Reasons To Be Bullish About Medical Tourism in 2023 Despite Headwinds

According to one report, the medical tourism market was estimated to be worth $105 billion in 2019. Despite the global shutdown in 2020 and 2021, it is estimated that the industry is still very much growing, albeit at a slower pace. By 2025, it is estimated to balloon to $182 billion, at a CAGR of 9.7%.

Whether that figure is reached or not remains to be seen, but one thing is for certain – medical tourism will grow. The industry has over the past decade rapidly morphed into a greatly organised and professionally-run sector and has become a key strategy for governments to drive revenue. It goes without saying, therefore, that medical tourism has a bright future, despite the headwinds brought on by current geopolitical and economic conditions.

As we head into 2023, there’s no denying that things are extremely uncertain and challenging. Most economists predict that we will see a recession this year. As noted by The World Bank, “the currently expected trajectory of interest-rate increases and other policy actions may not be sufficient to bring global inflation back down to levels seen before the pandemic.” To add to that, we must also consider the consequences of Russia’s continued war in Ukraine. While the conflict is yet to spill over into Europe at large, the pressure on the oil markets remains. Conflicts are also raging and expected to break out in several other regions, while COVID-19 appears to reemerge in Asia.

These are all realities we must contend with, whether we like it or not. They are also realities that will have severe consequences for all sectors – especially travel. Medical tourism is an industry that sits at the confluence of travel and healthcare. Should even one suffer, the industry as a whole takes a hit. Given that, it is an appropriate question to ask – will medical tourism really sustain in 2023? The answer is a resounding yes.

In every situation, no matter how bad, there exists an opportunity. The same can be said for medical tourism. There are two key factors here that are at play. For one, medical tourism encompasses both developed and developing nations equally. People in developed nations travel to developing nations for lower-cost healthcare, and people in developing countries travel to developed countries for better quality care. Secondly, no matter how bad the global economy is, people will never put off spending on healthcare. Demand for technology, luxury goods, vehicles, and homes may drop, but the demand for healthcare never will. Especially in the aftermath of COVID-19. People are, and will take their health seriously, so much so that spending on it will be considered an investment, more than an expense.

Knowing these two factors, it is easy to see how medical tourism can sustain itself amidst the brewing crises. Even if recession should hit, hospitals in developing countries like India, Mexico, Tunisia, Turkiye, and Poland can offer treatments at far more economic costs than developed countries. Developed nations meanwhile will reportedly see “health expenditure growth exceed economic growth by up to 5.9 percentage points in 2023, creating enormous affordability pressure.” For the cost of treatment, many residents in developed countries will find greater value in travelling to developed nations to obtain treatment, even if the costs of healthcare and travel are inflated in these countries.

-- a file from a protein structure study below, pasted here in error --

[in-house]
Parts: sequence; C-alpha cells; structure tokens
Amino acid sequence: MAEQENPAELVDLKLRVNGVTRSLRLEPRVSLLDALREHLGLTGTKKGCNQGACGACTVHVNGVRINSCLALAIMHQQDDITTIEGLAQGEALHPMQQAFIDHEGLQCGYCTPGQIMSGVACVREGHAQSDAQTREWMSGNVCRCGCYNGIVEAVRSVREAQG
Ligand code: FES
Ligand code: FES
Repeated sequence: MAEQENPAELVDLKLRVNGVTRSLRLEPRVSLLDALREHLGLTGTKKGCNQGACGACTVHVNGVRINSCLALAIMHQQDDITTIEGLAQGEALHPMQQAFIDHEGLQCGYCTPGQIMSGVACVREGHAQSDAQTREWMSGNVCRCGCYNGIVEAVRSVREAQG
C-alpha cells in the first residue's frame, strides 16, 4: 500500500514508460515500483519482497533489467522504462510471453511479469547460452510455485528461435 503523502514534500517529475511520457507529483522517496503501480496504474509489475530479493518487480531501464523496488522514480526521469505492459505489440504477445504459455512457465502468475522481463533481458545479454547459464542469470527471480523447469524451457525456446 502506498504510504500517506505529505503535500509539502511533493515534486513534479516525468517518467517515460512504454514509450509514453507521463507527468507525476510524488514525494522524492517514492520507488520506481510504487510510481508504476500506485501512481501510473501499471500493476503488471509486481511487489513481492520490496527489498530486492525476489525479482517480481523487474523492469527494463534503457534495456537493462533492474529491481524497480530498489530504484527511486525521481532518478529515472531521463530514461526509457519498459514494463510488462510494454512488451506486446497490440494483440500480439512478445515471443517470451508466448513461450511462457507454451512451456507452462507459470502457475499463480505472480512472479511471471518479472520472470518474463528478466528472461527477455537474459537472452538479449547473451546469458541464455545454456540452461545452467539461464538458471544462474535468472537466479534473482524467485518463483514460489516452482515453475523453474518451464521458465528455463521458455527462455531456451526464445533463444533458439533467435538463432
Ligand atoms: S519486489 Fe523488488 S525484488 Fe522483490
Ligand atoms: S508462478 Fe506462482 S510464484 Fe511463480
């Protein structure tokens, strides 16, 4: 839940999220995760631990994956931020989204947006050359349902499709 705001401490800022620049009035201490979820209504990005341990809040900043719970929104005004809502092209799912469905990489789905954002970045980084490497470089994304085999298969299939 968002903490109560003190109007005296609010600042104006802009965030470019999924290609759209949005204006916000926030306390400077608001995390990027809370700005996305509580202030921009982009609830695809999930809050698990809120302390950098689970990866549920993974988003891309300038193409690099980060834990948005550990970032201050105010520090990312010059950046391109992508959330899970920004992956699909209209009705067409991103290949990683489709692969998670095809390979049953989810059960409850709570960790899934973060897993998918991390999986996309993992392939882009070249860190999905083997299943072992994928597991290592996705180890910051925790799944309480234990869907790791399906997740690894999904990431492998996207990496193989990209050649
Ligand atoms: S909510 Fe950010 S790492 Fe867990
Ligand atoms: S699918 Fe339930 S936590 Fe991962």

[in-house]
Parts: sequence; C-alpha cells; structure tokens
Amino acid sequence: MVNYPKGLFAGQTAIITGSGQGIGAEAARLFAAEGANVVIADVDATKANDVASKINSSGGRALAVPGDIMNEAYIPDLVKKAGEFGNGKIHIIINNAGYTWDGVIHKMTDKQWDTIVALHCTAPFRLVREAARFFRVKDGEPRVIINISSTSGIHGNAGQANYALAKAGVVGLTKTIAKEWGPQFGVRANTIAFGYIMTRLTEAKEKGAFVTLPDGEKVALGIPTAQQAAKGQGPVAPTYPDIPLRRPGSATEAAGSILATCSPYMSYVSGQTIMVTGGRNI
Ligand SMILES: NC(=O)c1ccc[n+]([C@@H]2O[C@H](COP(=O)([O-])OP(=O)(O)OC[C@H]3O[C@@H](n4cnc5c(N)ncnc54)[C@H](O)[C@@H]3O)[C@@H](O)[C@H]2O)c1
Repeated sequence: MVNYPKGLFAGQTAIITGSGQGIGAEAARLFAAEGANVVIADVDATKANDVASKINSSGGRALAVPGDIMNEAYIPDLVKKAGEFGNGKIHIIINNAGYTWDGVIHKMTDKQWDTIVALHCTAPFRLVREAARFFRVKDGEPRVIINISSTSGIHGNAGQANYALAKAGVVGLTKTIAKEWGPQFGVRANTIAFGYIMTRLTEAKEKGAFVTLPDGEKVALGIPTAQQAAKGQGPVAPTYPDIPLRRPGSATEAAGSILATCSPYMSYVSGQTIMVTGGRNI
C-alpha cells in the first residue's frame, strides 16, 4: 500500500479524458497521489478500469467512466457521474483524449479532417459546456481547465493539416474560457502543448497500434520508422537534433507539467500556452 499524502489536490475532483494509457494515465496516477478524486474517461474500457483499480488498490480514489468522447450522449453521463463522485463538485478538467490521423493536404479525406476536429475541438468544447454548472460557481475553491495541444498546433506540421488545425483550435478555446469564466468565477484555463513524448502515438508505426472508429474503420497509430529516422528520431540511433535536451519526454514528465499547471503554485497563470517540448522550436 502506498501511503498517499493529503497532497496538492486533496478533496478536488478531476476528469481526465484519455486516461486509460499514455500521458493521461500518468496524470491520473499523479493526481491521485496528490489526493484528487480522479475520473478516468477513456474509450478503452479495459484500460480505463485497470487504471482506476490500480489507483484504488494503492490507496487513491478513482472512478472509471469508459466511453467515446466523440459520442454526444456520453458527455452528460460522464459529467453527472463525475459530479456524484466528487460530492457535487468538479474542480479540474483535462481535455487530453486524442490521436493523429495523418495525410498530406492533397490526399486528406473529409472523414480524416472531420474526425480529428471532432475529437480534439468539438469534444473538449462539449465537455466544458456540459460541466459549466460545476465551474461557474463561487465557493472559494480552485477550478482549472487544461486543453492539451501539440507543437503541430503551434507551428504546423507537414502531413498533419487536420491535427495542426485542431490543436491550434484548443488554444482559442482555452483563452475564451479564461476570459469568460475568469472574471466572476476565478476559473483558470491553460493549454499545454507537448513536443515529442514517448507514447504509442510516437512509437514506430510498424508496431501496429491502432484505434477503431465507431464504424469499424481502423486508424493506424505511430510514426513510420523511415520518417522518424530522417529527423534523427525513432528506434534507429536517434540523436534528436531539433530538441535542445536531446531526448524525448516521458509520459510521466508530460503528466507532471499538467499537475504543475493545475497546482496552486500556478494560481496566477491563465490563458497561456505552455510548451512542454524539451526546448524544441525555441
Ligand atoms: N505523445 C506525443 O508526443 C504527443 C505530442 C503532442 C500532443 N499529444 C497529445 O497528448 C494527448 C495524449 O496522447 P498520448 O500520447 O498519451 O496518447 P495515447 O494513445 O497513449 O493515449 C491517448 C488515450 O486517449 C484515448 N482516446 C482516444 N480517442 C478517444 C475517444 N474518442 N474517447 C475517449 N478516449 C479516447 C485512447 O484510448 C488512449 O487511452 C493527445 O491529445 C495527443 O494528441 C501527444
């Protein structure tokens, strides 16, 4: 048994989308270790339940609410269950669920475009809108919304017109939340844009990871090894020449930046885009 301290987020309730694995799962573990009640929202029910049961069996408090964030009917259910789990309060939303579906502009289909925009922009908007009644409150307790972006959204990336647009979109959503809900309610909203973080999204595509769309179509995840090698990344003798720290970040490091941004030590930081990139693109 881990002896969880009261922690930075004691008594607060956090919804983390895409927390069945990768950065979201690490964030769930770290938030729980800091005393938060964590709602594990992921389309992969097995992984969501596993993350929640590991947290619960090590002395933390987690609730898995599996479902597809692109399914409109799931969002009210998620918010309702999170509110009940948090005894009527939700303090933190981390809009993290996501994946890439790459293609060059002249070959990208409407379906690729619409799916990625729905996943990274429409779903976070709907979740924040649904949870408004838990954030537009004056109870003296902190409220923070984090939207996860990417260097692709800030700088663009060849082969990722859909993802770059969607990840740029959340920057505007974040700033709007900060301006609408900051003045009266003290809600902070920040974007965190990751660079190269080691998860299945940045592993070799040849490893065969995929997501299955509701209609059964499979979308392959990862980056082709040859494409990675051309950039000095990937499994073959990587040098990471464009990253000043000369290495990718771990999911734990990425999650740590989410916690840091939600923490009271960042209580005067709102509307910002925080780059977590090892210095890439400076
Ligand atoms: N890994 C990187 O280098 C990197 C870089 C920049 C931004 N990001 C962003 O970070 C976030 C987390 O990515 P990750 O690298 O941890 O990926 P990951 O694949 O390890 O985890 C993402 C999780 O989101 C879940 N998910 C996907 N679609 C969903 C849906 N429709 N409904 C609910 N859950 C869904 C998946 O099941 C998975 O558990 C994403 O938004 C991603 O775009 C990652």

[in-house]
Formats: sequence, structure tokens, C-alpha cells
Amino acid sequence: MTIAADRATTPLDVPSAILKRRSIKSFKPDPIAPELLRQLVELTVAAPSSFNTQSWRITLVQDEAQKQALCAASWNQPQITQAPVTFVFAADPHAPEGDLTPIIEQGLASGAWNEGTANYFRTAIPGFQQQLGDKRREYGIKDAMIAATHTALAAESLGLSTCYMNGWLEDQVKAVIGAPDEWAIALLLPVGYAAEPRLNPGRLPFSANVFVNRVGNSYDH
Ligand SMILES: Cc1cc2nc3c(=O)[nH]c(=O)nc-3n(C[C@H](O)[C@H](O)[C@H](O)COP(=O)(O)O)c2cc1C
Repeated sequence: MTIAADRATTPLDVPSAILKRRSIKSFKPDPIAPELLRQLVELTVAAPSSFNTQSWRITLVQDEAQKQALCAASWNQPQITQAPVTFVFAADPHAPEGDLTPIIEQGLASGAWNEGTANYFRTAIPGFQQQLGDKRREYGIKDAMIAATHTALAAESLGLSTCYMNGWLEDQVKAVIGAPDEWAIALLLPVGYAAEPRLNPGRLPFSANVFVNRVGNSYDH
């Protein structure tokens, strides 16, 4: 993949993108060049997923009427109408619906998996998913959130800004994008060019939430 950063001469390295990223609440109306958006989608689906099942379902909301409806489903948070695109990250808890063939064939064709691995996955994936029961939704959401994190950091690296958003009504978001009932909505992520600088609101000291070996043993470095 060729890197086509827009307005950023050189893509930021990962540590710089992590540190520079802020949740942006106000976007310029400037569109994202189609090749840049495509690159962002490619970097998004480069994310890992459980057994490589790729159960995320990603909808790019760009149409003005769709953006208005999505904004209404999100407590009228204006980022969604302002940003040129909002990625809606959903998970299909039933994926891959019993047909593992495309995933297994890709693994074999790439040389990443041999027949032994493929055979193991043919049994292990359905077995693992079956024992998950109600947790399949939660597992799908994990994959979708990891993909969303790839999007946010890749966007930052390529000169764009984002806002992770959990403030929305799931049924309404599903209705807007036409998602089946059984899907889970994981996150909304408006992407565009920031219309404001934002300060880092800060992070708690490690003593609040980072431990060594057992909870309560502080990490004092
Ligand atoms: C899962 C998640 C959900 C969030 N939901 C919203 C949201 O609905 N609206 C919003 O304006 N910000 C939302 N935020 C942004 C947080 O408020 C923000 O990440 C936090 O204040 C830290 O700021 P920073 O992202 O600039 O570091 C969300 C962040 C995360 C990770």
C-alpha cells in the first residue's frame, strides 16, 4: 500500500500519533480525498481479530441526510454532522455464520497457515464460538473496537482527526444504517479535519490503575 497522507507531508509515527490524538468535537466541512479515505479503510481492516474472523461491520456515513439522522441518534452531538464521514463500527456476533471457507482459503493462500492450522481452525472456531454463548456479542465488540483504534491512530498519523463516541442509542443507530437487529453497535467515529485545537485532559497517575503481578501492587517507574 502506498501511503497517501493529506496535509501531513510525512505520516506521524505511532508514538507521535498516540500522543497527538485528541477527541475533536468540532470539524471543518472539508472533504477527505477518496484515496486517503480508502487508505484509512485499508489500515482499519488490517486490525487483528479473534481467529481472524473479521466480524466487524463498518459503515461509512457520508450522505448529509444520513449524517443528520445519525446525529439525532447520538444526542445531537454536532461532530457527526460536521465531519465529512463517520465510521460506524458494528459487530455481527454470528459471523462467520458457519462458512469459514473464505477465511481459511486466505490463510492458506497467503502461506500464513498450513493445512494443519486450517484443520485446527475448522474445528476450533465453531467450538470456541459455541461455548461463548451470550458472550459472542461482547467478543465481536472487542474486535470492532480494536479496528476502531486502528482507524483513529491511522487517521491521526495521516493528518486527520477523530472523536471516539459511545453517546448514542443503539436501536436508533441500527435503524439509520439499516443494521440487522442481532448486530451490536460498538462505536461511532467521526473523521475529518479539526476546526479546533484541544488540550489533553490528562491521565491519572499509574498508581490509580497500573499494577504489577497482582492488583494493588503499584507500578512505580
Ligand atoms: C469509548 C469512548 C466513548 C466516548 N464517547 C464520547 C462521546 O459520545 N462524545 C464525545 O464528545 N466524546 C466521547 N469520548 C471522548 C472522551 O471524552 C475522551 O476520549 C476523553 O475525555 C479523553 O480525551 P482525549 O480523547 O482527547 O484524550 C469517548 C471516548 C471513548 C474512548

Secondly, developed countries like Canada, the UK and the USA are all seeing extreme pressure on their public health systems. Despite the absence of COVID-19 levels of admissions, a combination of stagnant/falling wages, routine overtime, rising inflation, and lack of adequate facilities has led to widespread discontentment in public health. A new report found that 4 in 10 junior doctors plan to quit the National Health Services (NHS) in the UK “as soon as they can.” In March 2022, the American Hospital Association noted in a public letter to the House Energy and Commerce Committee that it projected a shortfall of 1.1 million nurses by the end of the year. Under such conditions, millions of citizens will be left without access to critical care. However, that does not mean they can’t do anything about it. Medical tourism exists to bridge this exact gap, so therefore there is no lack of opportunity.

Movement from developed nations is likely to remain limited, especially in light of a recession which is likely to cause currencies to fall against the US Dollar. However, that does not mean there is no opportunity. Nations like India, Ghana, Nigeria, and Ethiopia are quickly seeing a growing upper-middle class, with rising disposable incomes and demand for better quality services. Medical tourism can cater to these populations as well, by offering reasonably priced services in nations with strong medical tourism initiatives like Turkiye.

With that in mind, suffice it to say 2023 will be a good year for medical tourism. It is unclear what the new year will bring, but what we can say with certainty is that it will bring plenty of opportunities for medical tourism. Every single stakeholder, no matter where they are and how big/small their operations will have a chance to benefit. If they do, it is very likely we may exceed the current CAGR and unlock a whole new world of healthcare options.

Consultancy-Me, The World Bank, Mckinsey & Company, The Guardian, US News,

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